The Monster Dr. Frankenstein builds is played brilliantly by Donny Gersonde, a multi-SDMT performer. He brings out the scary side of the creature, the tender side of the creature, the funny side of the creature and a very unusually entertaining musical side of the creature when he performs “Puttin’ on the Ritz”.

Playing Inspector Kemp and the Blind Man is Troy Tinker-Elliot, making his debut on a San Diego stage. Another physical feature in this production is the Inspector’s artificial hand that seems to have a mind of its own. The German accent Tinker-Elliot use for the Inspector is a little hard to understand at times, but enough people know the story to “get” what is going on. The encounter between the Blind Man and The Monster has the audience in stiches. Tinker-Elliot’s strong voice stand out in “Please Send Me Someone” as a build up to the scene.

One of the outstanding features of this musical is the strong acting and voices of the three female leads. Playing the sultry, funny Inga, the Doctor’s assistant, is Kelly Derouin, making her SDMT debut. Playing the good Doctor’s sexy, distant fiancé, Elizabeth, is Melina Kalomas who performed in a National Tour of “Young Frankenstein”. And playing the mysterious, matronly mistress of the Frankenstein castle, Frau Blucher, is Christine Hewitt, a veteran of many regional theatre performances. Hewitt brings a comic flair to the dour Frau Blucher. The third physical human feature of this musical is the mole on Frau Blucher’s face, which, like Igor’s hump, moves around to a different location in every scene. Along with this, a chuckle from the audience arisies each time Frau Blucher’s name is mentioned and horses winnie. All three ladies have numerous opportunities to show great range in their voice. The stand-out numbers include Derouin singing “Listen to Your Heart” in Frankenstein’s Laboratory, Kalomas singing two very humerous songs, “Please Don’t Touch Me” and “Deep Love”, and Frau Blucher’s “He Vas My Boyfriend”.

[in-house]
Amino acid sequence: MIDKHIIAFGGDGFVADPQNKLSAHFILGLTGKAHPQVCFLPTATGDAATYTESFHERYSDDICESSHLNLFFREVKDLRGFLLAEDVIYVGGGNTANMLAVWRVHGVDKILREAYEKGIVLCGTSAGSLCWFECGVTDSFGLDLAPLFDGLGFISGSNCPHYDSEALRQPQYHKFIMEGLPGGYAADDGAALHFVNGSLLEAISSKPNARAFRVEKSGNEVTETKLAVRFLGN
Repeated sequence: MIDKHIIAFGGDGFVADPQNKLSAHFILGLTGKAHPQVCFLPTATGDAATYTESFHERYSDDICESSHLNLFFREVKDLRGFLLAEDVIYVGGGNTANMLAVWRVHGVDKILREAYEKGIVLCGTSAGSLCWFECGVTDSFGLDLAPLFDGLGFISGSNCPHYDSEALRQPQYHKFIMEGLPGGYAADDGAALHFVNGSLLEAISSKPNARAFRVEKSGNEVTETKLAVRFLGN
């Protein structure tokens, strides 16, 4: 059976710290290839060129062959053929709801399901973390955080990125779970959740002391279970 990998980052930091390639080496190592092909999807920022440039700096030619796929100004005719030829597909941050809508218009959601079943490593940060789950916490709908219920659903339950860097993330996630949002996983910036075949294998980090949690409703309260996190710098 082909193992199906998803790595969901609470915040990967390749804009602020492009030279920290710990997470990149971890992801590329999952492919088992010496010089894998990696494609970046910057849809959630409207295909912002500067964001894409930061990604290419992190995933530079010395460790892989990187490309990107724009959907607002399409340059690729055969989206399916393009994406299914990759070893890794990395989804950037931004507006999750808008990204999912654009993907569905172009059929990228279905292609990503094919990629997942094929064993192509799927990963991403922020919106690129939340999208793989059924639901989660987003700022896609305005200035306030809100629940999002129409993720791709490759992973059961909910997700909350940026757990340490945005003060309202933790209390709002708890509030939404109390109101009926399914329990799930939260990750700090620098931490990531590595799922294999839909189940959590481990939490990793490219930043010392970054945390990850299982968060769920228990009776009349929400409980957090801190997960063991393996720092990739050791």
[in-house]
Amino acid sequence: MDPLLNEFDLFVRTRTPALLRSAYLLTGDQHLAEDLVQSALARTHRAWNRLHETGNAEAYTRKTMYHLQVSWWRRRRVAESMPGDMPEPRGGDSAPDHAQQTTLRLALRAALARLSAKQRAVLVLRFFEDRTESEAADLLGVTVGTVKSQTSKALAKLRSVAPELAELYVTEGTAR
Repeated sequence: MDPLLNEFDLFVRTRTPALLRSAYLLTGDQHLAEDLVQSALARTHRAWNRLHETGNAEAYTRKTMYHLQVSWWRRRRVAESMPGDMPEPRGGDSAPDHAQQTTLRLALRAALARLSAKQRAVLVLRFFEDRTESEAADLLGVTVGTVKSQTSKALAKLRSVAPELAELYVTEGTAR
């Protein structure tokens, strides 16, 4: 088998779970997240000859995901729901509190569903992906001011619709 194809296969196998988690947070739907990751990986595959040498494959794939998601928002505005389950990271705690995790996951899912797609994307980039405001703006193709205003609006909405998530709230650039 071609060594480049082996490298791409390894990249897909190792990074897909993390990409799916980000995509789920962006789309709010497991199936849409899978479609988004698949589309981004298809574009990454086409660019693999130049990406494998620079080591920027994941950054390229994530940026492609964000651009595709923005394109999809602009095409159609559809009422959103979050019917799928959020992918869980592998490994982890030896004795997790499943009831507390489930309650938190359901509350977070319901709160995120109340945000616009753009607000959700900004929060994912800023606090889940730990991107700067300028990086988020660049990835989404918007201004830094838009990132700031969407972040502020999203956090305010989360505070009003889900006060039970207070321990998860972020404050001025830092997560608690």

The thirteen member Ensemble, under the direction of Choreographer Daniel Smith, has a number of opportunities to take part in catchy dance routines and quick costume changes to be townspeople in one scene or scientists in another.

This goofy spoof on a horror story is a very entertaining and fun way to spend an evening in the Gas Lamp District of Downtown San Diego. The musical does run around 150 minutes, but it passes quickly with what is happening on stage.

The San Diego Musical Theatre production at the Horton Grand Theatre, 444 Fourth Avenue, will run until October 28th. Tickets are available at www.SDMT.org or call 858-560-5740. Next up for SDMT will be their Christmas musical, “Miracle on 34th Street” beginning on November 23rd.


Do you want more news like this? We're supported by our subscribers and readers!

  • Published: 7 months ago on October 8, 2018
  • By:
  • Last Modified: October 8, 2018 @ 11:39 am
  • Filed Under: Travel

About the author


Leave a Reply

Your email address will not be published. Required fields are marked *

You might also like...

Old Globe’s “The Gods of Comedy” An Olympian Delight

Read More →